If You Had the Chance to Interview the Incoming President, What Topics Would You Discuss with Him?

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Paul Dower, 20, junior, Oklahoma City University, Oklahoma City, Okla.

Dower is the editor-in-chief for The Campus. He is studying film production, and started in journalism his freshman year and has developed a passion for it ever since.

If I had the chance to interview the incoming president, I’m not exactly sure what I wouldn’t ask him. The choice between the current president and Republican candidate Donald Trump and former vice president and Democratic candidate Joe Biden left me with a sense of dread for the upcoming election. I honestly had no drive to vote at all. I wanted no part in deciding between two options that revolted me.

That was until I heard the first presidential debate. It was one of most embarrassing things I have witnessed in a long time, but it made me realize how alarming the situation we find ourselves in truly is. Over the past four years, America has become more divided than I have ever seen in my lifetime, which I will admit has not been a very long time, and, whether his fault or not, our president has done little to nothing to try to relieve the tensions in our country.

The first and most important thing I have to ask the incoming president is what will he do to stop the political divide happening in our country. I would want to know what he thinks of the divide and what the root causes of the divide is.

Another topic I would like to discuss with the incoming president is the rising skepticism for our institutions in our country. A healthy amount of skepticism is beneficial to any system, especially in America, but there is a difference between healthy skepticism and general mistrust for informative institutions. We have seen a number of people that believe scientific institutes are actively lying to support some kind of political agenda, or that journalists are purposefully lying and misleading the public to support or demonize certain candidates. I’m not doubting this sort of thing is happening, there are several cases where it has, but those cases are few and far between. I would love to talk to the future president about ways these institutions can regain the trust of the civilians and what might have caused it to be that way in the first place.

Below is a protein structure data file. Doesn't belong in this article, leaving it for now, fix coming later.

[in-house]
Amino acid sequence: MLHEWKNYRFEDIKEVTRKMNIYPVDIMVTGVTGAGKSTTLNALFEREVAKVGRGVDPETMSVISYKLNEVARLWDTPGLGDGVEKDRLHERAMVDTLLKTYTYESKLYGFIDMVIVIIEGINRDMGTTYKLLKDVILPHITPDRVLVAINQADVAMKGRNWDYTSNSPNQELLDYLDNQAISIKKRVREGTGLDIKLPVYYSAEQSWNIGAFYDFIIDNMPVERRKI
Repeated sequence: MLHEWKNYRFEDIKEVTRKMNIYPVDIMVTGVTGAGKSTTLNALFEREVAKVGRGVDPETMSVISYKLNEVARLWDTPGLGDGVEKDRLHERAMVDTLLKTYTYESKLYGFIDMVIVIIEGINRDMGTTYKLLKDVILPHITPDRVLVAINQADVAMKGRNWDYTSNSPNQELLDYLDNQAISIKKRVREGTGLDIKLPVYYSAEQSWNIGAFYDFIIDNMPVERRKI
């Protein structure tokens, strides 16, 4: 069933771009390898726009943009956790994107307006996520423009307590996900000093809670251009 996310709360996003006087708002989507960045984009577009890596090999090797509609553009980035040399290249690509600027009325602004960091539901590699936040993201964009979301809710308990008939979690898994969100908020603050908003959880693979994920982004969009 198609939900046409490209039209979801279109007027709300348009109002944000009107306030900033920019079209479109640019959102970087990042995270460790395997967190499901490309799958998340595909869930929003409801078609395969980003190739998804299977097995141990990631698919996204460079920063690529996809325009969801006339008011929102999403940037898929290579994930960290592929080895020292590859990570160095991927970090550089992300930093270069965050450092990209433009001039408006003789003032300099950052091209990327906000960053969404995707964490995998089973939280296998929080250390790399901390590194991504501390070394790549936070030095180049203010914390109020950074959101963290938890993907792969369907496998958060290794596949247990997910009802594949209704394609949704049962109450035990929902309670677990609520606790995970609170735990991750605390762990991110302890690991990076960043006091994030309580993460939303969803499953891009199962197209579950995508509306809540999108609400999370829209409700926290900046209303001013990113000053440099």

Katrice Hardy, 46, executive editor, IndyStar, Indianapolis, Ind.

As executive editor of the IndyStar and Midwest regional editor for USA Today Network, Hardy oversees more than 20 editors and newsrooms in Kentucky, Illinois and Indiana. Before that, she was the editor of the Greenville News in South Carolina and the South Regional editor for the Network. She is and was the first female and African American leader at both news organizations. 

Wow, where do I start? Top of mind is the freedom of the press. How will the president ensure that the liberties afforded to all Americans in regard to freedom of speech and expression are respected and valued? And how will those policies be applied to journalists and all Americans? That conversation would involve a detailed discussion on specific examples of what kind of information the president will make transparent and what does he feel should be kept away from the public.

Will there be laws that demand that the president release his personal tax returns, for example, and information about his health status? What in particular would he change or keep in federal freedom of information act laws and what types of information would he insist those laws protect? In that conversation, I would highlight a number of significant and impactful stories that journalists from around the nation have written that have changed lives and spotlighted significant issues that were later addressed.

I would also ask the president his views on the thousands in this country who feel disenfranchised as evidenced by the hundreds of protests in some cases that are still ongoing across our nation. What will the president do to ensure that America addresses the concerns raised by people from all walks of life who during a pandemic have been stating through those protests that they feel disenfranchised and have felt that way for years or decades? What policies and significant efforts will the president embark on, if any, to listen and possibly act on issues raised by these groups?

My last question would focus on COVID-19. This past year, every single person in this country has been affected by it. It’s uprooted how we work, how we shop, how we communicate. What steps would the incoming president take immediately, and in the long-term, to wipe away COVID-19 and to prepare America for the next pandemic that comes our way so that it doesn’t completely uproot our country in every tangible way that I can think of, including economically, medically, culturally and emotionally?

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